If you frequent this website, you’re aware of our approach to music criticism. We view it as more of a dialogue – toeing the line between flag-waving fandom and unbiased, nuanced observation. Call it critique with a heart. This review will not abide by this principle. It, in fact, cannot.
I make this disclaimer because Julien Baker’s new album Turn Out the Lights is deeply meaningful to me. Maybe more so than any recent release I can remember. Over the next 900 words, I’m going to tell you why.
Like many others, I discovered Baker’s debut, Sprained Ankle via word of mouth. That album became a refuge of sorts. When hearing Baker’s fragile voice atop her guitar, it’s hard not to visualize her pain. Those songs are poignant in their specificity, yet universal enough to find your own story within. So often in life, we feel like we have to fight our battles alone. Sprained Ankle became a safe place to process my own demons and feel solace with someone in the midst of their own fight.
I was not alone in my experience. Since that release, Baker’s profile has risen, and thus, so did the anticipation for her follow up. Turn Out the Lights expands on Sprained Ankle’s outlines in nearly every way. No longer alone with her guitar, Turn Out the Lights finds new and interesting arrangements, including piano and strings. These new elements open doors for Baker to explore painful themes in a way that feels as authentic as anything you’re likely to hear this year.
Turn Out the Lights lives in the moments right after the ugly cry, as you gather yourself and decide whether to give up or push onward. It is unapologetic in its honesty – a trait that will hit close to home for many, and potentially alarm some others. No matter. Turn Out the Lights may not be for everyone, but for those willing to journey along through the mire with Baker, the discomfort is worth it.
I knew from the moment I heard lead single “Appointments” that this release would be more than just another album to me. This summer, my therapist moved away. If you’ve ever been through therapy, you know how upended your whole becomes as you process the idea of starting from scratch with someone new. Two months into my refusal to try again, Baker’s line of, “Suggest that I talk to somebody again / That knows how to help me get better / Until then I should just try not to miss any more appointments” hit home in a very real way.
I’d venture to say that anyone who has battled with depression would find a multitude of moments like these on Turn Out the Lights. Not to mention those who struggle with addiction, those who question their faith, those living in the aftermath of a failed relationship, or just about anyone working through pain in their lives. Baker’s knack for translating her trials into songs that feel so universal is nearly unmatched.
Moments that force my own deep personal reflection come on tracks like “Happy to Be Here” as Baker belts, “Well I heard there’s a fix for everything / Then why, then why, then why / Then why not me?” or on “Shadowboxing” when she sings, “You can’t even imagine how badly it hurts just to think sometimes”. These moments of painful solidarity bring the slightest hint of hope. Hope that we’re not alone in this struggle and that someone else is there. Baker tugs at this notion on “Hurt Less” with the closing lines, “As long as you’re not tired yet of talking / It helps to make it hurt less”.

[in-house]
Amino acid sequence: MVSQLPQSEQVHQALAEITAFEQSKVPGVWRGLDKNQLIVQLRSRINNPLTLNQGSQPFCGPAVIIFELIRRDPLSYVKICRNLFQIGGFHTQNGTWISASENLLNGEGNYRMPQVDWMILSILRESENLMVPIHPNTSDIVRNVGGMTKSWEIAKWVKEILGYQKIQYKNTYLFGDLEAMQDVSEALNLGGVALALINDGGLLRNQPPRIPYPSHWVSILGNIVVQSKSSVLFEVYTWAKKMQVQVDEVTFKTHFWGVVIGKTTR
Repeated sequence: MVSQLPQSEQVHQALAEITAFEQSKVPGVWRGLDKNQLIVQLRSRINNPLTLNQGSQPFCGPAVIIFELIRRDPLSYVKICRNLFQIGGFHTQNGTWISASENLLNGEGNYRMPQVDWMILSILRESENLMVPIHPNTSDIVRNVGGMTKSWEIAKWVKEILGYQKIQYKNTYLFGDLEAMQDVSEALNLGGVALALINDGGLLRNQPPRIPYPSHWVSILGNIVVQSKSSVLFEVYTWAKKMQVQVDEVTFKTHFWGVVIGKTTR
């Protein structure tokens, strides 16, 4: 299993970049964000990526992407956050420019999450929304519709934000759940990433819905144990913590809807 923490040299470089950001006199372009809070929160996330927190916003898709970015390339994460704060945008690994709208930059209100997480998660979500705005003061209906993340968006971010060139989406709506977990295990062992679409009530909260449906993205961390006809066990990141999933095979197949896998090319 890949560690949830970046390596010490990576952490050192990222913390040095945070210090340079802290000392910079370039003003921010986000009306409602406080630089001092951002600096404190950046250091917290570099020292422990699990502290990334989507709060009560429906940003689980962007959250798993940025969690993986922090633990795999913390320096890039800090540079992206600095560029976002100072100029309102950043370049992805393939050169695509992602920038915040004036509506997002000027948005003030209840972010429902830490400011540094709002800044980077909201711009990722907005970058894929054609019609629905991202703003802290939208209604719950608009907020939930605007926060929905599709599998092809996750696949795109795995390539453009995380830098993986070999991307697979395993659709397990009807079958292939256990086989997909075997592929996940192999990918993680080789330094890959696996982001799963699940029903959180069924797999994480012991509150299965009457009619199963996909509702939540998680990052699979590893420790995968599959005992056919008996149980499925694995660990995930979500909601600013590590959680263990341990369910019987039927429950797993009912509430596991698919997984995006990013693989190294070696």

I often find it hard to share the deepness of my struggle with depression. In my attempts to verbalize my thoughts, I can pass that pain along to a loved one unwittingly. It’s difficult to talk about the darkness without casting it onto someone else, which is why those fleeting moments when we can safely confide are so precious. It’s also why the album’s closer, “Claws in Your Back”, might be the most painful, personal and powerful song I’ve ever heard.
It’s painful because it fearlessly tackles thoughts of suicide and the terror of sharing those thoughts out loud. “Pump the vitals out of my wrist / ‘Cause I’m conducting an experiment on how it feels to die / Or stay alive”, Baker’s broken voice rattles out atop her haunting piano. It’s personal because it captures the private struggle of depression, with Baker singing, “So try to stay calm, ‘cause nobody knows / The violent partner you carry around / With claws in your back, ripping your clothes / And listing your failures out loud”.
But more than anything, it’s powerful because, like everyone who fights this battle, Baker must choose to live with “the sickness you made”, declaring on the album’s final, chill-inducing lines, “I take it all back / I changed my mind / I wanted to stay”. The beauty of her cries vocalize the will it takes to fight for another day. It’s the kind of beautiful that only music can convey. And it’s the reason we listen. It’s the reason I write. It’s the reason this website exists.
I could tell you about the songwriting growth exhibited by Baker on Turn Out the Lights, or the powerful production and purposeful arrangements that make it one of the year’s best albums. But ultimately, I want to tell you to find the music that speaks your language, shares your fears and speaks to your soul. Cling to it and listen to it as often as you can. Because these moments are the reason we listen at all. Maybe Turn Out the Lights is that for you, as it is for me. But if not, keep listening, keep searching and keep fighting. You don’t have to do it alone.
by Kiel Hauck
Kiel Hauck is the editor in chief at It’s All Dead. Over the past decade, he has been a contributor for multiple online and print publications and was most recently an editor at PopMatters. Kiel currently resides in Indianapolis, IN with his wife and their imaginary pet, Hand Dog. You can follow him on Twitter.